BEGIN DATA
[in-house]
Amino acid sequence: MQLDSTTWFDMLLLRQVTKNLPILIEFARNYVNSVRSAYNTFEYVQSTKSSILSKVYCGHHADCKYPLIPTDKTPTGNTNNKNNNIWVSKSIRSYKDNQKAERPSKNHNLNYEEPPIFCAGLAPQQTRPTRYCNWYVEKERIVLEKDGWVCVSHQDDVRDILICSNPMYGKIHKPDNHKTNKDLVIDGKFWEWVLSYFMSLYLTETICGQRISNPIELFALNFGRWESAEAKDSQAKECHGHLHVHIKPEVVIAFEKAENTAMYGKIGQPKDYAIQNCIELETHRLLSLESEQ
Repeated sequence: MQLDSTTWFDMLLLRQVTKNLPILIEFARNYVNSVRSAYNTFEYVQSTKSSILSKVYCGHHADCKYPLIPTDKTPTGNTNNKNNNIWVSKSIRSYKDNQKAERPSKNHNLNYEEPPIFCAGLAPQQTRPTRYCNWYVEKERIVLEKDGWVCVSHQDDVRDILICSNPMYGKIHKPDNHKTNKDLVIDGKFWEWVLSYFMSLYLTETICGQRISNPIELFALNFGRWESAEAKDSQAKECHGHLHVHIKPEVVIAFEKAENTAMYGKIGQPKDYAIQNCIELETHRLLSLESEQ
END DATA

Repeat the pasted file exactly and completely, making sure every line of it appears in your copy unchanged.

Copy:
[in-house]
Amino acid sequence: MQLDSTTWFDMLLLRQVTKNLPILIEFARNYVNSVRSAYNTFEYVQSTKSSILSKVYCGHHADCKYPLIPTDKTPTGNTNNKNNNIWVSKSIRSYKDNQKAERPSKNHNLNYEEPPIFCAGLAPQQTRPTRYCNWYVEKERIVLEKDGWVCVSHQDDVRDILICSNPMYGKIHKPDNHKTNKDLVIDGKFWEWVLSYFMSLYLTETICGQRISNPIELFALNFGRWESAEAKDSQAKECHGHLHVHIKPEVVIAFEKAENTAMYGKIGQPKDYAIQNCIELETHRLLSLESEQ
Repeated sequence: MQLDSTTWFDMLLLRQVTKNLPILIEFARNYVNSVRSAYNTFEYVQSTKSSILSKVYCGHHADCKYPLIPTDKTPTGNTNNKNNNIWVSKSIRSYKDNQKAERPSKNHNLNYEEPPIFCAGLAPQQTRPTRYCNWYVEKERIVLEKDGWVCVSHQDDVRDILICSNPMYGKIHKPDNHKTNKDLVIDGKFWEWVLSYFMSLYLTETICGQRISNPIELFALNFGRWESAEAKDSQAKECHGHLHVHIKPEVVIAFEKAENTAMYGKIGQPKDYAIQNCIELETHRLLSLESEQ